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Complying with the Public Sector Accounting Board Standard on Liability for Contaminated Sites

The Municipal Government Act (MGA) requires that every Alberta municipality complete annual audited financial statements, a copy of which must be submitted to Municipal Affairs by May 1 of each year. The financial statements must be prepared in accordance with generally accepted accounting principles for municipal governments in Canada, as set out in the Public Sector Accounting Handbook.

As of the 2015 fiscal year, municipalities and other public sector agencies are required to account for and report on any liabilities associated with the remediation of a contaminated site in accordance with the Public Sector Accounting Board (PSAB) standard PS 3260- Liability for Contaminated Sites.

PSAB offers a four-step approach involving identification, recognition, measurement and disclosure to help municipalities and other governments comply with the standard. A summary of these steps is based on guidance provided by BDO Canada and the Manitoba Municipal Government Municipal Finance and Advisory service,  

Source: Manitoba Municipal Government – Municipal Finance and Advisory Services

Public Sector Accounting Board Standard PS 3260- Liability for Contaminated Sites

The following is a summary of the steps involved in meeting PSAB 3260, based on BDO’s A Practical Approach to Section PS 3260 and Manitoba Municipal Finance and Advisory Services’  A guide for the Adoption of PS 3260: Liability for Contaminated Sites.  This document should not be regarded as formal legal or accounting advice.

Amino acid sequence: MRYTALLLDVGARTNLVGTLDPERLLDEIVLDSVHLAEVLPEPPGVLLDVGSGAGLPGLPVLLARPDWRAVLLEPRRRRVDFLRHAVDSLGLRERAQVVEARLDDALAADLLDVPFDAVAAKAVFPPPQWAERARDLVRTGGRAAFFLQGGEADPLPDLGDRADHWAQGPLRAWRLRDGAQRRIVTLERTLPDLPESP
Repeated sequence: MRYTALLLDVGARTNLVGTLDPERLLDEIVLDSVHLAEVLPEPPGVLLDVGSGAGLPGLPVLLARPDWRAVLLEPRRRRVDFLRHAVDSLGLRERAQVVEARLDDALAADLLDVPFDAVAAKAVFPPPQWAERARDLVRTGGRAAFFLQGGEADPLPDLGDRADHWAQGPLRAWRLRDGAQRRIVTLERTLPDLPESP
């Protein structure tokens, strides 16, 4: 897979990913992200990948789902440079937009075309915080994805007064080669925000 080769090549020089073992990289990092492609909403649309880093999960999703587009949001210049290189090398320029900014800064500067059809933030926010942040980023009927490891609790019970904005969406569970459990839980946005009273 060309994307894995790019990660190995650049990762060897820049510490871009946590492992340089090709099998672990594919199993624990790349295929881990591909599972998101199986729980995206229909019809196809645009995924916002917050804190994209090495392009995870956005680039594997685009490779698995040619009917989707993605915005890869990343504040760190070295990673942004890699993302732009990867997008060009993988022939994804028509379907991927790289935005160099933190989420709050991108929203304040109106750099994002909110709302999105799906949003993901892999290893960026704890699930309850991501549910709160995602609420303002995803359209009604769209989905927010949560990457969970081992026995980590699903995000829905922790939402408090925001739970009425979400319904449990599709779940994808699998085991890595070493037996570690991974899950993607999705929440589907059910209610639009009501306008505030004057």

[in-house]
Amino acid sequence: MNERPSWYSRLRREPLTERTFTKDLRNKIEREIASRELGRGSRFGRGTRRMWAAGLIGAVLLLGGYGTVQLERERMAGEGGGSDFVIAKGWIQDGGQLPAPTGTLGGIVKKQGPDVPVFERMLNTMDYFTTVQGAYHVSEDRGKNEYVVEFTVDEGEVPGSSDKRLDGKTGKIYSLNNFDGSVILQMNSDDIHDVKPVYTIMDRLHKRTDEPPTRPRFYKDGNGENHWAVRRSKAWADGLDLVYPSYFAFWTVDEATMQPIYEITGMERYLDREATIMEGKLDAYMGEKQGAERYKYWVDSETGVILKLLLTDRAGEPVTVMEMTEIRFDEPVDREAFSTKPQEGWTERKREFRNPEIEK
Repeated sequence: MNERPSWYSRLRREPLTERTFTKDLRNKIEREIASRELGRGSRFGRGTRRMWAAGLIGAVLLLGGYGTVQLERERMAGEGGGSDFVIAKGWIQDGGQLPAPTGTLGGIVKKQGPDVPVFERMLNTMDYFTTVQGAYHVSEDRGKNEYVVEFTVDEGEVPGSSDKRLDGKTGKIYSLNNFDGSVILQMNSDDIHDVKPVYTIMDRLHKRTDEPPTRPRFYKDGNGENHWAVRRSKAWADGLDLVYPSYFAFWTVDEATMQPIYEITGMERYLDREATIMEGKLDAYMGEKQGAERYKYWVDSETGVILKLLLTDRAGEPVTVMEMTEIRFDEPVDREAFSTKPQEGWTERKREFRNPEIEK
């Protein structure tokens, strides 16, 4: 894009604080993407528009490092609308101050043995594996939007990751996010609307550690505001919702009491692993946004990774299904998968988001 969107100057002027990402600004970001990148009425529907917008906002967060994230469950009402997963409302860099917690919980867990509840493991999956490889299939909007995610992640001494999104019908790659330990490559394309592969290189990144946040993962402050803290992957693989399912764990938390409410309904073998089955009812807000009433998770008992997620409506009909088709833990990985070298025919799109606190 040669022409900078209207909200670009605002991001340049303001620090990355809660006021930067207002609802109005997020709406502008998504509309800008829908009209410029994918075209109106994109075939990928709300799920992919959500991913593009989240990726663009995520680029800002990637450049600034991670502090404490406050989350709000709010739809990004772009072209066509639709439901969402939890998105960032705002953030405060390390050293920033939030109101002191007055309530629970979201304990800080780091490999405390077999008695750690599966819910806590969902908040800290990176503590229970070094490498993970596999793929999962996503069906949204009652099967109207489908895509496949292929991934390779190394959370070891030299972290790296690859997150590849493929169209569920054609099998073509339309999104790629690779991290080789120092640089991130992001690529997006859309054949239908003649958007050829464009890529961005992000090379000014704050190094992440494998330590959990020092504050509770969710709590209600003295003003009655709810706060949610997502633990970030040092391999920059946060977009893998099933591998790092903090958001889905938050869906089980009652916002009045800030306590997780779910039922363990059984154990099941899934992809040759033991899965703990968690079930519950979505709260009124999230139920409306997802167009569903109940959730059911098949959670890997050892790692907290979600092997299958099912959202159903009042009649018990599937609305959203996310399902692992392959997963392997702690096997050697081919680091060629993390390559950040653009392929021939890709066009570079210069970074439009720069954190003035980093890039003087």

Step 1: Identification

Assemble a team of knowledgeable people from different areas, such as finance, public works, engineering, and legal, to help identify a contaminated site. Your team should ask:

  • Are there any sites with known contamination?
  • Are there any sites where unexpected contamination has occurred (such as a chemical spill)?
  • Are there any sites that have a history of contamination (such as a site previously used for industrial purposes)?
  • Are there any sites not in use and why are these sites not in use? Are there any sites not included on the list where contamination may exist?

Step 2: Recognition

The criteria for recognition of a contaminated site is outlined in five phases. These include:

1) An environmental standard exists in a statute, regulation, by-law, order, permit, contract or agreement (See the following section on provincial standards and regulation).

2) Contamination exceeds the existing environmental standard. Some factors to consider when determining if the contamination exceeds the standard include:

  • The nature of past activities at the site or adjacent properties
  • Site location, hydrology and geology
  • Results from testing and field investigations
  • Similarities to and experience at other known contaminated sites
  • Significance of the site
  • Cost versus benefit of conducting a detailed site assessment

3) The municipality is directly responsible or accepts responsibility for the contamination.

  • Responsibility- A municipality may be directly responsible for remediation due to its own past activities that have caused contamination (such as a municipally operated transportation work yard). A municipality may also be directly responsible when activities occurred on government-owned land or land the government has since acquired, and a responsible party cannot be identified or lacks the means for remediation
  • Accepted Responsibility- If it so chooses, a municipality may voluntarily accept responsibility for the remediation of a contaminated site.
  • Uncertain Responsibility- A situation may occur where an environmental standard exists, contamination exceeds the standard, the municipality is not responsible and does not accept responsibility, but there is uncertainty as to whether the municipality may be responsible. The municipality may in fact have a contingent liability. A municipality’s liability may be recognized if it can be reasonably estimated.